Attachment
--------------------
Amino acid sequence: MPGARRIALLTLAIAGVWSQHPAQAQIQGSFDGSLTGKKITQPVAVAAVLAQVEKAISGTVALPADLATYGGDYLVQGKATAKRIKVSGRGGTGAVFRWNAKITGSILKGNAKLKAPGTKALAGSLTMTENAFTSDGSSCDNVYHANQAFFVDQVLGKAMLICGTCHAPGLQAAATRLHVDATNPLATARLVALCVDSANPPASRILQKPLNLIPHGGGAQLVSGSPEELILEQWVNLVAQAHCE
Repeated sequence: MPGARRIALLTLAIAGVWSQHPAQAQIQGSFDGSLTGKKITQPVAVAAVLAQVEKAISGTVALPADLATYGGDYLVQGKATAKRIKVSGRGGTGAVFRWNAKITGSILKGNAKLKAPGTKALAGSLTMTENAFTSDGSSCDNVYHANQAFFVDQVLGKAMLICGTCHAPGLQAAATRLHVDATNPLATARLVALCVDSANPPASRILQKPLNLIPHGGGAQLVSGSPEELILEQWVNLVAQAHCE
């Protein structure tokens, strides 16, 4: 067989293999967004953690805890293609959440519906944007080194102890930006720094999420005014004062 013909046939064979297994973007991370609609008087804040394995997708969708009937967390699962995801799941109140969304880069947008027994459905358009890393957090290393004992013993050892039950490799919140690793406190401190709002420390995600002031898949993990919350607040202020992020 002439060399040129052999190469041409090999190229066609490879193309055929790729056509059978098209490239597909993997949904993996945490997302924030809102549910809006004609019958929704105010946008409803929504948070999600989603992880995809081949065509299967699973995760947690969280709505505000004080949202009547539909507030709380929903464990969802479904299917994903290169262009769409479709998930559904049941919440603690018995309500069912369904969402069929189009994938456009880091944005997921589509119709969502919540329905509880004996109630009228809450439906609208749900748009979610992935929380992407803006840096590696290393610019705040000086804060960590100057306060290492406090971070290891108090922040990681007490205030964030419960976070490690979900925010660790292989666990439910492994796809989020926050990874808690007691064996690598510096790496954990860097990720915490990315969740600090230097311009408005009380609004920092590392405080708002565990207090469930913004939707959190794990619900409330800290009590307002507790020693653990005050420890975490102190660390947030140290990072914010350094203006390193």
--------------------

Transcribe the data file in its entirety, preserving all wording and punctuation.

Amino acid sequence: MPGARRIALLTLAIAGVWSQHPAQAQIQGSFDGSLTGKKITQPVAVAAVLAQVEKAISGTVALPADLATYGGDYLVQGKATAKRIKVSGRGGTGAVFRWNAKITGSILKGNAKLKAPGTKALAGSLTMTENAFTSDGSSCDNVYHANQAFFVDQVLGKAMLICGTCHAPGLQAAATRLHVDATNPLATARLVALCVDSANPPASRILQKPLNLIPHGGGAQLVSGSPEELILEQWVNLVAQAHCE
Repeated sequence: MPGARRIALLTLAIAGVWSQHPAQAQIQGSFDGSLTGKKITQPVAVAAVLAQVEKAISGTVALPADLATYGGDYLVQGKATAKRIKVSGRGGTGAVFRWNAKITGSILKGNAKLKAPGTKALAGSLTMTENAFTSDGSSCDNVYHANQAFFVDQVLGKAMLICGTCHAPGLQAAATRLHVDATNPLATARLVALCVDSANPPASRILQKPLNLIPHGGGAQLVSGSPEELILEQWVNLVAQAHCE
């Protein structure tokens, strides 16, 4: 067989293999967004953690805890293609959440519906944007080194102890930006720094999420005014004062 013909046939064979297994973007991370609609008087804040394995997708969708009937967390699962995801799941109140969304880069947008027994459905358009890393957090290393004992013993050892039950490799919140690793406190401190709002420390995600002031898949993990919350607040202020992020 002439060399040129052999190469041409090999190229066609490879193309055929790729056509059978098209490239597909993997949904993996945490997302924030809102549910809006004609019958929704105010946008409803929504948070999600989603992880995809081949065509299967699973995760947690969280709505505000004080949202009547539909507030709380929903464990969802479904299917994903290169262009769409479709998930559904049941919440603690018995309500069912369904969402069929189009994938456009880091944005997921589509119709969502919540329905509880004996109630009228809450439906609208749900748009979610992935929380992407803006840096590696290393610019705040000086804060960590100057306060290492406090971070290891108090922040990681007490205030964030419960976070490690979900925010660790292989666990439910492994796809989020926050990874808690007691064996690598510096790496954990860097990720915490990315969740600090230097311009408005009380609004920092590392405080708002565990207090469930913004939707959190794990619900409330800290009590307002507790020693653990005050420890975490102190660390947030140290990072914010350094203006390193």